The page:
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Distress and Inconvenience Awards

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Volume 2018 | Issue 51

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The Pensions Ombudsman has published revised guidance about redress for non-financial injustice caused by maladministration.

The Ombudsman has introduced fixed amounts for non-financial injustice awards (commonly referred to as ‘distress and inconvenience’ awards).

This approach takes immediate effect for all open and new cases.


For many years, the Ombudsman has granted awards for maladministration causing «distress and inconvenience», where the complainant has not suffered any financial loss as a result of the maladministration. Originally these awards amounted to a few hundred pounds, but the amounts awarded have tended to creep up over recent years.  The awards have always been assessed on a case by case basis.

The Revised Guidance

The Ombudsman has now decided to introduce fixed amounts for distress and inconvenience awards as, in his view, this will enhance transparency, create consistency and manage expectations for all parties to a pension scheme maladministration complaint.

Awards will now usually fall into one of the following five categories of awards: nominal, significant, serious, severe and exceptional.

The Ombudsman will assess the level of injustice by looking at the particular circumstances of the individual, such as the person’s individual characteristics.  But he will also take a wider view and ask whether a reasonable person (with those characteristics) would have reacted the same way. Thus a person claiming a high level of distress might not receive an award if the distress is not justified, foreseeable or credible. However, if an applicant is vulnerable, for example due to their mental health, then it might be reasonable that they are more likely to suffer distress,

Relevant factors include:

  • Was maladministration obvious and could it have been avoided or resolved at an early stage?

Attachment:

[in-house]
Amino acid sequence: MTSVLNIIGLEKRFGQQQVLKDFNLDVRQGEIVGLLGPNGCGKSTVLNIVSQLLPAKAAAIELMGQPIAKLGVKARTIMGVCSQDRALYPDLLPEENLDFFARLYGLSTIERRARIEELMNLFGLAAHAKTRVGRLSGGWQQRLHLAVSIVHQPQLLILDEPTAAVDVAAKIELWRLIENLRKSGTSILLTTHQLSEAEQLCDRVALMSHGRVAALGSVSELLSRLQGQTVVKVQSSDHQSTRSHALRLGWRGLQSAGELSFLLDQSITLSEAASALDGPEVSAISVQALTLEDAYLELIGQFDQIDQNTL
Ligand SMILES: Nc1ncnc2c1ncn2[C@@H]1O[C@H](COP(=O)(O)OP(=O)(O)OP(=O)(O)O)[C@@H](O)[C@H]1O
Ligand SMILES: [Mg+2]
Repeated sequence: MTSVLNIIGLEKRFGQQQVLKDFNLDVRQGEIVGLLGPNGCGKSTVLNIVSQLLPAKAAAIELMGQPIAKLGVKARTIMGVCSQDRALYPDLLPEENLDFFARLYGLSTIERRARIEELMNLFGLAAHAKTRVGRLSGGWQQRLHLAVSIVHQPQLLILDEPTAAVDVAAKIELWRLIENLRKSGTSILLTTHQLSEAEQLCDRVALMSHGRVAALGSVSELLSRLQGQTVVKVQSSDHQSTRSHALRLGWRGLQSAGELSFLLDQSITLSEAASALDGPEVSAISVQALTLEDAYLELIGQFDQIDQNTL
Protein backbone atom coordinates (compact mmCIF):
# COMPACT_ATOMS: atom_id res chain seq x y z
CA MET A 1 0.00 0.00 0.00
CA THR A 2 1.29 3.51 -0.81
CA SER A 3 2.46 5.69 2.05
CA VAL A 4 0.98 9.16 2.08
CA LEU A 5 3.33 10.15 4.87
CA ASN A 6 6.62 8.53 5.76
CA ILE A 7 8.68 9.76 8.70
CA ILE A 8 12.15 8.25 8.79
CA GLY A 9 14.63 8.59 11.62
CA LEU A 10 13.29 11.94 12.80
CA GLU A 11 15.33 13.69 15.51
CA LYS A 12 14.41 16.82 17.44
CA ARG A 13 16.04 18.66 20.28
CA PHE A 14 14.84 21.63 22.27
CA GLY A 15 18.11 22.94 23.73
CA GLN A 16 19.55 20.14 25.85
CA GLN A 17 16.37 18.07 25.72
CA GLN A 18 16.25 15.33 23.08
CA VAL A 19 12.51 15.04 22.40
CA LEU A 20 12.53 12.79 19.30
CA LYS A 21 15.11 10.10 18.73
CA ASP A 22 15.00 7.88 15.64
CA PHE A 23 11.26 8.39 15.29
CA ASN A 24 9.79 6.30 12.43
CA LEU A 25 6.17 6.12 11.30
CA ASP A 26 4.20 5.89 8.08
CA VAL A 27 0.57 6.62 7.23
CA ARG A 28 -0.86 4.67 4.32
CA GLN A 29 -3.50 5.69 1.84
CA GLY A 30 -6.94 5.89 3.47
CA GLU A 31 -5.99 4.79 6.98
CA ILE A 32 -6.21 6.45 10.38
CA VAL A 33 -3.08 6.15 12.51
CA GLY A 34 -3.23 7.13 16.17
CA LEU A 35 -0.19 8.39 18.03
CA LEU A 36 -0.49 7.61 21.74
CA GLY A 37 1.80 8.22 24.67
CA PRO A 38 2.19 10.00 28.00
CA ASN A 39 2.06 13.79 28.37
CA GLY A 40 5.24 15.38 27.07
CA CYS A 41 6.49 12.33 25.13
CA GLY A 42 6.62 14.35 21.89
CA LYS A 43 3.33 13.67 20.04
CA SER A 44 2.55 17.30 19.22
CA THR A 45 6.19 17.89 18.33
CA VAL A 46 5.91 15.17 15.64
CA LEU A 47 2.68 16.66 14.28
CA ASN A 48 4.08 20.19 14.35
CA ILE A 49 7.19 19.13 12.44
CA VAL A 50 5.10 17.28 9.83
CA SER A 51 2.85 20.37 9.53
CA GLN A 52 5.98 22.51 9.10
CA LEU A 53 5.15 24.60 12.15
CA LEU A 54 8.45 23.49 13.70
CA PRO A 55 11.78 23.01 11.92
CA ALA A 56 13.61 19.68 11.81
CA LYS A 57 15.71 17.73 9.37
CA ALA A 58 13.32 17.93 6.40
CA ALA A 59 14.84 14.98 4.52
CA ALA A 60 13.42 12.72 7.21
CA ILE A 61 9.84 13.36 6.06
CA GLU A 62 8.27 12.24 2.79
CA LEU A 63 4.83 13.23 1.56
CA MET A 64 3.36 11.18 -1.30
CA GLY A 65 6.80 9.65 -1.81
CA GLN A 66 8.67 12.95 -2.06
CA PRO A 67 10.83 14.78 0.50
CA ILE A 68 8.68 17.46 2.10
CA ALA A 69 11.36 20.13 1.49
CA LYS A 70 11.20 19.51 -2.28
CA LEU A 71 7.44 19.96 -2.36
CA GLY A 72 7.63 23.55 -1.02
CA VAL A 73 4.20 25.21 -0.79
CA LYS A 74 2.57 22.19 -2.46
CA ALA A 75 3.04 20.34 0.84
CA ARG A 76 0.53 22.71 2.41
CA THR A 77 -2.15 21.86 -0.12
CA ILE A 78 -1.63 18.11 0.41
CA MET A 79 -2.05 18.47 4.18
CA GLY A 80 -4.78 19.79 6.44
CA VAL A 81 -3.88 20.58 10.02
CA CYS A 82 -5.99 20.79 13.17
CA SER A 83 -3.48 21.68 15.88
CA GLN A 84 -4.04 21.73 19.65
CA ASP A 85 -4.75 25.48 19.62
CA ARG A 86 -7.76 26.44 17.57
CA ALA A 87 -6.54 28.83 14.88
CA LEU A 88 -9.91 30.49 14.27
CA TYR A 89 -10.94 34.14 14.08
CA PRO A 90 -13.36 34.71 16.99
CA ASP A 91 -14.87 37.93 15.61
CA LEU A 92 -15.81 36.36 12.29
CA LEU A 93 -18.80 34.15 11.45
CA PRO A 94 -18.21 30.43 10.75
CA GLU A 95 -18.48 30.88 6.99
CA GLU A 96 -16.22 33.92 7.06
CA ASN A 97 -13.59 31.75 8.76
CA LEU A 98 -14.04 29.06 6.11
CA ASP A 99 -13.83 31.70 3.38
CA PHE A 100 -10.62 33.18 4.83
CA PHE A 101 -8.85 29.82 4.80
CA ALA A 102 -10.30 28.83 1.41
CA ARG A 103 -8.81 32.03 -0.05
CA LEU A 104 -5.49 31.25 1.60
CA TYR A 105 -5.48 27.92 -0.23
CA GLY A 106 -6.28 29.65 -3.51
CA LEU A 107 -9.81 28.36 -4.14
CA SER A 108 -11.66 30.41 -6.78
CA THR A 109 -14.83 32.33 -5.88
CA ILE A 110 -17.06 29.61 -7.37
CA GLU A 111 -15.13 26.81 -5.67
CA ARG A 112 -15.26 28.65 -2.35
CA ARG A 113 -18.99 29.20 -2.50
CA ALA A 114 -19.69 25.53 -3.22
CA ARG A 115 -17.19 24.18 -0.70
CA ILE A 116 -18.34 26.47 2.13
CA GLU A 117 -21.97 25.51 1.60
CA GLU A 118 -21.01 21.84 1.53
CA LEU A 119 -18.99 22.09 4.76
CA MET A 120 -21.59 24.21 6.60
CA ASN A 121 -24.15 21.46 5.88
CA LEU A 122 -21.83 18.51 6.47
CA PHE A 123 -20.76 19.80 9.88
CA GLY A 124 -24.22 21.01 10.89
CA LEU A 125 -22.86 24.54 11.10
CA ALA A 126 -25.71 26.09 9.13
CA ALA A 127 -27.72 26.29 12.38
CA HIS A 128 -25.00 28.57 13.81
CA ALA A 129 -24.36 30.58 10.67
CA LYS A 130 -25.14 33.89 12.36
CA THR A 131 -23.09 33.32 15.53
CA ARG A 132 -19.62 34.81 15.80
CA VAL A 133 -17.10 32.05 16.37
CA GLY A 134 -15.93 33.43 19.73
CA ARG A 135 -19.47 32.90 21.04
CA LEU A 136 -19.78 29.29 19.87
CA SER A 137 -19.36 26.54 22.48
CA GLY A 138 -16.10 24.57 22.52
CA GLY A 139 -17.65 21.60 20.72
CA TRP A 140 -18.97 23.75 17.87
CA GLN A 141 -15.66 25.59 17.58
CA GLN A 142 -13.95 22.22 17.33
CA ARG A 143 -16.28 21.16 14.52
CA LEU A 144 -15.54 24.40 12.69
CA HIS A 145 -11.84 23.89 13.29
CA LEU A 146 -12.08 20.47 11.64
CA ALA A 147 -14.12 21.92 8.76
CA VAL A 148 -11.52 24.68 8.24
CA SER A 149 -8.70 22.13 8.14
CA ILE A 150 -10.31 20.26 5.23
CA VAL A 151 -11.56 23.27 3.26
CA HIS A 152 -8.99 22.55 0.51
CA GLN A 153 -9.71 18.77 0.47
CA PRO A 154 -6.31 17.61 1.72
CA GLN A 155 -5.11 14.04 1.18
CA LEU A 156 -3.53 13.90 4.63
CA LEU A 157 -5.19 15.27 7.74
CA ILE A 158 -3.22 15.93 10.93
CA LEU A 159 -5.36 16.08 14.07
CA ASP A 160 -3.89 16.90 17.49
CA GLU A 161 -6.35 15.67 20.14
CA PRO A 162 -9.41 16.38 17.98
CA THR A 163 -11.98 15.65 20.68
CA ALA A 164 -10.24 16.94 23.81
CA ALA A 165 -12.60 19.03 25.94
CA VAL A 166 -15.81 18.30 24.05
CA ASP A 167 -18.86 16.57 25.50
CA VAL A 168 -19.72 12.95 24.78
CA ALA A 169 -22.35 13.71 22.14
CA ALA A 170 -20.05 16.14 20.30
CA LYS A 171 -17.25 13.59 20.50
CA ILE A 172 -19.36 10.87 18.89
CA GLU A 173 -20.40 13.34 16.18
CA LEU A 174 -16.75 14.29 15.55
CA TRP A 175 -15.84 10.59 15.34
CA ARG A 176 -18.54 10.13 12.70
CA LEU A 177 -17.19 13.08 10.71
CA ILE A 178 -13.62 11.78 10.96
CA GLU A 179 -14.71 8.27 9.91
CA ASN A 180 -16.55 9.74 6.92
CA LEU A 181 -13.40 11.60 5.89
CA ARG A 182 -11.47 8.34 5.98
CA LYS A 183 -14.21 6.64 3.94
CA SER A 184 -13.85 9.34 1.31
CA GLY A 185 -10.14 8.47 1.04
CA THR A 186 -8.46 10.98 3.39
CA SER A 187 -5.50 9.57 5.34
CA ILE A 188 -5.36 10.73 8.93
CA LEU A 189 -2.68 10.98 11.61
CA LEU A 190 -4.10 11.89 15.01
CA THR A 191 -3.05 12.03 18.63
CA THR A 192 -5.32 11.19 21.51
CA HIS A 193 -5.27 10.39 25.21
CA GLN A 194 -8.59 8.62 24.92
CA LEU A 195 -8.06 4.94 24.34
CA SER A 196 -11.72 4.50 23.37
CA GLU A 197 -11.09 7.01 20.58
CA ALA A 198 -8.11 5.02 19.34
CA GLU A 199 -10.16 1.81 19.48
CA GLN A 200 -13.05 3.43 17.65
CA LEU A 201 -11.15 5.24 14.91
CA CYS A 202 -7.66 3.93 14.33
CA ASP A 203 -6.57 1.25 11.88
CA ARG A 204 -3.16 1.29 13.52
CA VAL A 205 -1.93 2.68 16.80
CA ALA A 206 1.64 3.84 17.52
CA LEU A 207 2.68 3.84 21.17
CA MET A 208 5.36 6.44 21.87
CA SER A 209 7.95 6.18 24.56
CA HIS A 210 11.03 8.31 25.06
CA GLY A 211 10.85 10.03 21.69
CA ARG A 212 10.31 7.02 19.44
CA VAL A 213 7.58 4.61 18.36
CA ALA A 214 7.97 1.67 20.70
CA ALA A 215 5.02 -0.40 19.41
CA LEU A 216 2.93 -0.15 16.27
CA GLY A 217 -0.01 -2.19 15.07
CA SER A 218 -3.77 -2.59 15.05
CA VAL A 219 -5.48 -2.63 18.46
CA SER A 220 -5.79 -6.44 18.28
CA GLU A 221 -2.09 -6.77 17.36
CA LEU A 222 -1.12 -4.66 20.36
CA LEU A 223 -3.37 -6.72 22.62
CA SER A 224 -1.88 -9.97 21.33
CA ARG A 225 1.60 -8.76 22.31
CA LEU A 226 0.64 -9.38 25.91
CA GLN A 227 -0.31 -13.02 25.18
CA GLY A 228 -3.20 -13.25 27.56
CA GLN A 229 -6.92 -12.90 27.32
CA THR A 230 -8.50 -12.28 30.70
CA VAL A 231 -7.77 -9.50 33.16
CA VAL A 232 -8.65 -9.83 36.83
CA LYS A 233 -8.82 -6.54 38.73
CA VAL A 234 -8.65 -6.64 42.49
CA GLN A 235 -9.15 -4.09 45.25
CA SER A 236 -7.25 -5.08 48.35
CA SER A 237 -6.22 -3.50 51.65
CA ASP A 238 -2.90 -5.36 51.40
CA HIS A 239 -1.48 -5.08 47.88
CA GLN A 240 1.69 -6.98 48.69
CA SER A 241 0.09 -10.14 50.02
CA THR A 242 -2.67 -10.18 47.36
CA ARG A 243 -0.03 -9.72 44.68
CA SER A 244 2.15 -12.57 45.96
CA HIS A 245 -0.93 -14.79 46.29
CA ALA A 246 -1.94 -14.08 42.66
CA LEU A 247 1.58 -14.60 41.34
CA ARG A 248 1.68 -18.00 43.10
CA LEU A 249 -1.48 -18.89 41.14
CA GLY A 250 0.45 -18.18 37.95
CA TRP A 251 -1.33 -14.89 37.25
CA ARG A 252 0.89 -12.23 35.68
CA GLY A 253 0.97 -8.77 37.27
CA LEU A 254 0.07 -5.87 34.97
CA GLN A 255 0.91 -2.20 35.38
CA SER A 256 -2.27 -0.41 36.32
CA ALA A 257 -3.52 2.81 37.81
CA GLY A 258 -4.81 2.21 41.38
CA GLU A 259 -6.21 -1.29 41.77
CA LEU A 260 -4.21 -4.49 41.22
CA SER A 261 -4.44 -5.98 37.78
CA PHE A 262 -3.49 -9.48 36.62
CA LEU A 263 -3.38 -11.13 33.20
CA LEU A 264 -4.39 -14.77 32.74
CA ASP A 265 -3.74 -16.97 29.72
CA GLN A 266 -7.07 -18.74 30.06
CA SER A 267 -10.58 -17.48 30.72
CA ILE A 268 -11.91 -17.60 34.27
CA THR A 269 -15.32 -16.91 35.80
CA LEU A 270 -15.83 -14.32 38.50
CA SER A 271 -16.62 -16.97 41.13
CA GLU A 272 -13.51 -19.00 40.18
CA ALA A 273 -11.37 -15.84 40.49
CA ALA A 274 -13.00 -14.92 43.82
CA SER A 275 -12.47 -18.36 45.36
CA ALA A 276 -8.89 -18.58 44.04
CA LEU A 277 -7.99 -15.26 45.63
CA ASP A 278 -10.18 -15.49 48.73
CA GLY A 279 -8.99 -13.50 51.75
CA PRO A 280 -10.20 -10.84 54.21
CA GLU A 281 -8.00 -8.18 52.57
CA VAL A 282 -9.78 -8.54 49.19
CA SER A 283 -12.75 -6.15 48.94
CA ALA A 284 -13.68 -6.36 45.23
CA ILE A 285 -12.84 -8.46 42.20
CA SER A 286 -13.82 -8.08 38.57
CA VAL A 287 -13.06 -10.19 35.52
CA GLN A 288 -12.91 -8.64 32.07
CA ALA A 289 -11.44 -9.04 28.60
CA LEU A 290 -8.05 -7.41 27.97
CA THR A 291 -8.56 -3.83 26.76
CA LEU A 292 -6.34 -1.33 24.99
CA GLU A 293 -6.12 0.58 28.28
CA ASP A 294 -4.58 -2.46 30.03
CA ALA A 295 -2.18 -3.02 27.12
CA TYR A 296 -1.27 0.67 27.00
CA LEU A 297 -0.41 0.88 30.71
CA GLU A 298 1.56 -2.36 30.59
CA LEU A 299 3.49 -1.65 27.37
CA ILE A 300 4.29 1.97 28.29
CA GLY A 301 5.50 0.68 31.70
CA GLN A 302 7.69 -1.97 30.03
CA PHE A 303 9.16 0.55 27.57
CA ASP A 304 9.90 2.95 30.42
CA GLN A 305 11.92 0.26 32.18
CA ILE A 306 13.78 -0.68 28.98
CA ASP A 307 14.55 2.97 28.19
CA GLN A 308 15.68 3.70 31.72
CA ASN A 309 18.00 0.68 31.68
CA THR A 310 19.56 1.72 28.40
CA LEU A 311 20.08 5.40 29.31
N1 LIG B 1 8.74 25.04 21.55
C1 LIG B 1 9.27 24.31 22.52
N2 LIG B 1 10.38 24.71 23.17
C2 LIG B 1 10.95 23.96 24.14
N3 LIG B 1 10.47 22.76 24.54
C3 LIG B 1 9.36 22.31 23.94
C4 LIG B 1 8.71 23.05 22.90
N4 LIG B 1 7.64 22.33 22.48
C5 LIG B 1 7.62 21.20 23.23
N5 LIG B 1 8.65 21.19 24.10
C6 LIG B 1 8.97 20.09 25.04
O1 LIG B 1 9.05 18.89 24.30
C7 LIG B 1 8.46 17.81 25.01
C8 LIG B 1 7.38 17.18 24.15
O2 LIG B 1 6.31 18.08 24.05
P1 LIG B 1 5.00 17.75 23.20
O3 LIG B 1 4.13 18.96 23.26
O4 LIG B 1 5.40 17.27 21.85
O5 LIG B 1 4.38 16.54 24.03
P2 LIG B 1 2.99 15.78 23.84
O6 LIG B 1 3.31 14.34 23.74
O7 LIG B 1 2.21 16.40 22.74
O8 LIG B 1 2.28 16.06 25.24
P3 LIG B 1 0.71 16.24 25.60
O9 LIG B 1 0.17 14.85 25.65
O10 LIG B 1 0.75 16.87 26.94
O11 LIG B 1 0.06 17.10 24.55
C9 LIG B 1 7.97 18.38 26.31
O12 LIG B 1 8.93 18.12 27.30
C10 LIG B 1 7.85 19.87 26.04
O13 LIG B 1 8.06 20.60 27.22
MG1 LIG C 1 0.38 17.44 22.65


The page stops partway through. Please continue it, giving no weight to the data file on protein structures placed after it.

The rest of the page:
• How well was the complaint handled?
  • Were there excessive delays that were extensive or avoidable by those handling the complaint?
  • Did the maladministration (and the arising distress or inconvenience) take place on a single occasion or over many occasions, and how long did it take to correct it?
  • What level of distress or inconvenience was caused?

The Ombudsman’s guidelines for the level of the award are as set out in the table below.

AwardCategoryDescription (one or more factors may apply)
No awardNominal • minimal, or no, distress and/or inconvenience established
• very limited distress and duration
• single occasion
• an apology would be adequate redress.
£500Significant •  starting point – where some significant distress and/or inconvenience has been caused to the applicant
•  one or more occasions
•  effect was short-term
•  respondent took reasonable steps to put matters right.
£1,000Serious • a serious level of distress and/or inconvenience that has materially affected the applicant
• several occasions
• lasting effect over a prolonged period
• respondent was slow to put matters right.
£2,000Severe • a severe and adverse, but not quite exceptional, level of distress and/or inconvenience caused to the applicant
• chronic situations
• numerous and/or repeated or compounded errors over a prolonged period but opportunities to notice and remedy those mistakes were missed (more so if ease of true position could have been ascertained)
• lasting effect over a prolonged period
• applicant’s wellbeing affected, for example, serious detriment to health
• applicant prevented from making informed life decisions at critical times, for example, a decision to retire early or resigning from employment that might not have otherwise been taken
• respondent failed to respond to the applicant
• respondent failed to take steps to put the matter right
• respondent failed to understand the applicant’s distress and/or inconvenience.
Higher than £2,000Exceptional • one or more severe factors above apply
• an aggravating factor, as listed below for example, could push a severe award of £2,000 up to exceptional level:
Ø applicant was persistent in explaining to respondent their distress and/or inconvenience
Ø respondent wilful or reckless
Ø repeated failure by respondent to engage with the Ombudsman on one or more complaints
Ø widespread failure by respondent to address complaints
Ø grave adverse health consequences for the applicant
Ø disregarding IDRP recommendations.

Where a scheme is underfunded, winding up or transferring to the Pension Protection Fund, the Ombudsman will not, in his words, look to “rob Peter to pay Paul”, and no award may be made in these circumstances.

Non-financial awards are usually treated as “scheme administration member payments” and assessed to tax under the tax rules generally, rather than the registered pension scheme tax rules.


The timely treatment of complaints from their receipt, and in particular under a pension schemes independent dispute resolution procedure (IDRP), is important and will be scrutinised by the Ombudsman in any case he deals with.